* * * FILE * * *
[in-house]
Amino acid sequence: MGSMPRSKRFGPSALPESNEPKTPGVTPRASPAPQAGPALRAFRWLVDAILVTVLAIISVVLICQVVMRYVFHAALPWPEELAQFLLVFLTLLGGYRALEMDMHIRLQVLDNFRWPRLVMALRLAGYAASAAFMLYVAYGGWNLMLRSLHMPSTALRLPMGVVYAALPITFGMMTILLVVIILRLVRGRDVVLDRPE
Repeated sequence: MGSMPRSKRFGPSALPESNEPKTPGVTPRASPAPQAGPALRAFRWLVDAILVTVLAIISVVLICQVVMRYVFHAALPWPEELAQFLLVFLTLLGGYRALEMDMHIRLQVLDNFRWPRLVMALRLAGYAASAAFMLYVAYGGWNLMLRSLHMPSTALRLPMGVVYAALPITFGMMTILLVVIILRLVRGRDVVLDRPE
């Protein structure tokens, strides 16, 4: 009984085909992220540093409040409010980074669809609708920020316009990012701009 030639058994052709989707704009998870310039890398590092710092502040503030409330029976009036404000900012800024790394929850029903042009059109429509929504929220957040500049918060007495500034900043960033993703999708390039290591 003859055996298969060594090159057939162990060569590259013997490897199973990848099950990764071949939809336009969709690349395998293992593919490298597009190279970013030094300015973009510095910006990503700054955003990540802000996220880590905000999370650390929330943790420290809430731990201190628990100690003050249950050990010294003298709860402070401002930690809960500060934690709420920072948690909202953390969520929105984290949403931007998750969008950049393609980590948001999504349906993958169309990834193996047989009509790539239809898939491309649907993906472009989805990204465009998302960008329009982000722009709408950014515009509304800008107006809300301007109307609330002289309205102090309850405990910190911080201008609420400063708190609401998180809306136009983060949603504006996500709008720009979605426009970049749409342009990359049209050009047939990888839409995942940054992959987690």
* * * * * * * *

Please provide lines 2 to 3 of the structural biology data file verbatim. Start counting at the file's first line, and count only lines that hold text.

Amino acid sequence: MGSMPRSKRFGPSALPESNEPKTPGVTPRASPAPQAGPALRAFRWLVDAILVTVLAIISVVLICQVVMRYVFHAALPWPEELAQFLLVFLTLLGGYRALEMDMHIRLQVLDNFRWPRLVMALRLAGYAASAAFMLYVAYGGWNLMLRSLHMPSTALRLPMGVVYAALPITFGMMTILLVVIILRLVRGRDVVLDRPE
Repeated sequence: MGSMPRSKRFGPSALPESNEPKTPGVTPRASPAPQAGPALRAFRWLVDAILVTVLAIISVVLICQVVMRYVFHAALPWPEELAQFLLVFLTLLGGYRALEMDMHIRLQVLDNFRWPRLVMALRLAGYAASAAFMLYVAYGGWNLMLRSLHMPSTALRLPMGVVYAALPITFGMMTILLVVIILRLVRGRDVVLDRPE